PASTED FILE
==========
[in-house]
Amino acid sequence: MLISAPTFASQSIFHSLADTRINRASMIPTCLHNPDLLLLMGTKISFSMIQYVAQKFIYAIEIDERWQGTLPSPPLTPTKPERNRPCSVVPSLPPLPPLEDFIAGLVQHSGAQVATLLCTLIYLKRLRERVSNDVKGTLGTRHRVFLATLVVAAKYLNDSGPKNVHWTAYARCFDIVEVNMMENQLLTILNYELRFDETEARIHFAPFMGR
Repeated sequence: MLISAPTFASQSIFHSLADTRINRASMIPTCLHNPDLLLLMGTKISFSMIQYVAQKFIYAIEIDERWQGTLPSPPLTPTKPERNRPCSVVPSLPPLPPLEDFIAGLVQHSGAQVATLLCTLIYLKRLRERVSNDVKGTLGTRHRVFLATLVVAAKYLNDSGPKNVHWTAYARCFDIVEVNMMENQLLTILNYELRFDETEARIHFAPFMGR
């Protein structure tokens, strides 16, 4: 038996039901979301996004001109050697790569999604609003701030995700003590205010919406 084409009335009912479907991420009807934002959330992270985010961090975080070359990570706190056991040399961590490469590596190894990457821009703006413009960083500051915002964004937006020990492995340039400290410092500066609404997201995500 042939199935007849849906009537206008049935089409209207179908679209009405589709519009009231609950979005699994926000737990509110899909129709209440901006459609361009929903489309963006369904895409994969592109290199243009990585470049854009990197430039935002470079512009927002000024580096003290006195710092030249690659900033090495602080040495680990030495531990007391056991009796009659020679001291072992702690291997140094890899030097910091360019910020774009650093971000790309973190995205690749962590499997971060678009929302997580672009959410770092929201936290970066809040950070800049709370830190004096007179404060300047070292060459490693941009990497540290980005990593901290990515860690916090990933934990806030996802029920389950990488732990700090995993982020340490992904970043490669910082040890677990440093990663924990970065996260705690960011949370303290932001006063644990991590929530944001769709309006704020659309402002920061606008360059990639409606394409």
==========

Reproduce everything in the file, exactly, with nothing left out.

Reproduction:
[in-house]
Amino acid sequence: MLISAPTFASQSIFHSLADTRINRASMIPTCLHNPDLLLLMGTKISFSMIQYVAQKFIYAIEIDERWQGTLPSPPLTPTKPERNRPCSVVPSLPPLPPLEDFIAGLVQHSGAQVATLLCTLIYLKRLRERVSNDVKGTLGTRHRVFLATLVVAAKYLNDSGPKNVHWTAYARCFDIVEVNMMENQLLTILNYELRFDETEARIHFAPFMGR
Repeated sequence: MLISAPTFASQSIFHSLADTRINRASMIPTCLHNPDLLLLMGTKISFSMIQYVAQKFIYAIEIDERWQGTLPSPPLTPTKPERNRPCSVVPSLPPLPPLEDFIAGLVQHSGAQVATLLCTLIYLKRLRERVSNDVKGTLGTRHRVFLATLVVAAKYLNDSGPKNVHWTAYARCFDIVEVNMMENQLLTILNYELRFDETEARIHFAPFMGR
């Protein structure tokens, strides 16, 4: 038996039901979301996004001109050697790569999604609003701030995700003590205010919406 084409009335009912479907991420009807934002959330992270985010961090975080070359990570706190056991040399961590490469590596190894990457821009703006413009960083500051915002964004937006020990492995340039400290410092500066609404997201995500 042939199935007849849906009537206008049935089409209207179908679209009405589709519009009231609950979005699994926000737990509110899909129709209440901006459609361009929903489309963006369904895409994969592109290199243009990585470049854009990197430039935002470079512009927002000024580096003290006195710092030249690659900033090495602080040495680990030495531990007391056991009796009659020679001291072992702690291997140094890899030097910091360019910020774009650093971000790309973190995205690749962590499997971060678009929302997580672009959410770092929201936290970066809040950070800049709370830190004096007179404060300047070292060459490693941009990497540290980005990593901290990515860690916090990933934990806030996802029920389950990488732990700090995993982020340490992904970043490669910082040890677990440093990663924990970065996260705690960011949370303290932001006063644990991590929530944001769709309006704020659309402002920061606008360059990639409606394409």